In effect, the report confirms the views each country has of the other: Americans viewing the Pakistanis as duplicitous and incompetent (exemplified by Richard Clarke’s declaration that Pakistan is “a nation of pathological liars” on the Bill Maher Show) and Pakistan viewing the Americans as infringing on their country’s sovereignty for their own strategic interests with little concern for the people of Pakistan. The report recommends that the relationship between the two countries should be based on mutual interests.
It is also noteworthy that the report, having been withheld by the government from the public domain for the past six months, was leaked. In contrast, the Hamoodur Rahman Commission report on the events of 1971 in East Pakistan was locked away for decades. We still do not know the details of Prime Minister Benazir Bhutto’s murder in 2007 despite several commissions assigned to study the incident.
Moreover, the report sheds fascinating light on Osama bin Laden in his last years. Walking about in one of his six shalwar kameez, three for summer and three for winter, and wearing a cowboy hat to avoid detection from satellites, he lived a life of austerity and simplicity with few possessions and largely cut off from the outside world.
He was affectionately known among the children of his family as Miskeen Kaka, literally meaning “poor/helpless uncle,” a term with religious undertones which implies endearment and respect. It is ironic that the most wanted man on earth who had struck such fear in the hearts of millions of people and whose actions triggered murder and mayhem across the globe, lived like a destitute recluse and had become almost entirely irrelevant to al Qaeda.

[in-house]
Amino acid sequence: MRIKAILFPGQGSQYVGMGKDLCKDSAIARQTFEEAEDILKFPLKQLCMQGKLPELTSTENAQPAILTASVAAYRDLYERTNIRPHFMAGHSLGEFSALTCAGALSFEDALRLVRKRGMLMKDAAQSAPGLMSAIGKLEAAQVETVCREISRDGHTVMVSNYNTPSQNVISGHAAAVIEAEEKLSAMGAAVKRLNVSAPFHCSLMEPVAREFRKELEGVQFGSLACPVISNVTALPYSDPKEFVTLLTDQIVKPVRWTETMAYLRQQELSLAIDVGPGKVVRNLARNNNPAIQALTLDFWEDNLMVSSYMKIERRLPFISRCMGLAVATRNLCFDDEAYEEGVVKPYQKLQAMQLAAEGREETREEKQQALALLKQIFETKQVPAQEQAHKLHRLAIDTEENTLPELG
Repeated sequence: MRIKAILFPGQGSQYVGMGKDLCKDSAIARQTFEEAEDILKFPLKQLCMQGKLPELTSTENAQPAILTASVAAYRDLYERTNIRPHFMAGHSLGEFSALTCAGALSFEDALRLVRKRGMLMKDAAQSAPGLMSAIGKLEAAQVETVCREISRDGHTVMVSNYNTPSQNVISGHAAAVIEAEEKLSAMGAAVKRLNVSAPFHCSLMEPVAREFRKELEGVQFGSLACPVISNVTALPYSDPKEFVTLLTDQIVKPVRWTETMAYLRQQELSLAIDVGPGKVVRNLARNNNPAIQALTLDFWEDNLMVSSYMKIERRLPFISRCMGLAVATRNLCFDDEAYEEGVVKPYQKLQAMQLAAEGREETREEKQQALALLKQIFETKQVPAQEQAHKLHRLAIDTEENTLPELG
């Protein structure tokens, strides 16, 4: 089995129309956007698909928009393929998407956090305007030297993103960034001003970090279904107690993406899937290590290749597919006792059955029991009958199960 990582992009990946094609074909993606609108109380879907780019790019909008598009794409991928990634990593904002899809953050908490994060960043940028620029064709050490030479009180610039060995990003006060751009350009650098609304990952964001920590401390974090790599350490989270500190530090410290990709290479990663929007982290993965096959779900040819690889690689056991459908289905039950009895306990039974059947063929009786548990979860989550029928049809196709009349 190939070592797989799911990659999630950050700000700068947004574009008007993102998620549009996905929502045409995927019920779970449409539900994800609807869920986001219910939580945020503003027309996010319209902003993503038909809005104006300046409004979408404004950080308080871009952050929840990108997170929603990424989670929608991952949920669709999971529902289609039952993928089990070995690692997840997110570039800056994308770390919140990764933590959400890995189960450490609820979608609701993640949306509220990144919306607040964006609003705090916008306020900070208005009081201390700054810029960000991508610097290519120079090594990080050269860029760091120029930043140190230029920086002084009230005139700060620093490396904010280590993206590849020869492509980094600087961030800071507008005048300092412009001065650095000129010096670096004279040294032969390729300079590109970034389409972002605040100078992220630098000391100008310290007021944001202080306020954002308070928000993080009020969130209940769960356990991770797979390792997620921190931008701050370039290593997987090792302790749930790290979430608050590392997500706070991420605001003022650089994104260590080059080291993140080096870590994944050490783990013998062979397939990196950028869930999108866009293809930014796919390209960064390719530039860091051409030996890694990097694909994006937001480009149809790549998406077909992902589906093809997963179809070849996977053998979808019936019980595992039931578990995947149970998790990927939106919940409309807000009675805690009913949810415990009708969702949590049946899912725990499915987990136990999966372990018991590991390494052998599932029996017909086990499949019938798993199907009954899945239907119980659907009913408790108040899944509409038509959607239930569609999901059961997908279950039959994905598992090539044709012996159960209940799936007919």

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The report confirms that Osama bin Laden was not the evil mastermind guiding an international network of “linked” terrorist groups locked in a clash of civilizations as so many commentators have portrayed him over the past decade. The violent acts of terrorism erupting like brush fires across the Muslim world, the TTP in northern Pakistan, Boko Haram in Nigeria, and Al Shabab in Somalia, for instance, are a result of their own local and historical background, mainly the conflict between tribes on the periphery and the central governments.
The fact that the killing of Osama bin Laden in Abbottabad did nothing to abate the violence across the Muslim world is evidence enough that a new paradigm based in understanding local history and culture is needed for understanding the war on terror that has so negatively impacted large swathes of the world.
If that young schoolboy hunting for tadpoles in the pools and streams of Abbottabad found himself in the same place today, he would not recognise it. The war on terror had come to this idyllic town, like much of the Pakistan I have fond memories of from my youth, and changed it beyond recognition.
Ambassador Akbar Ahmed is the Ibn Khaldun Chair of Islamic Studies at American University in Washington, DC, former Pakistani High Commissioner to the United Kingdom, and author of The Thistle and the Drone: How America’s War on Terror Became a Global War on Tribal Islam(Brookings 2013).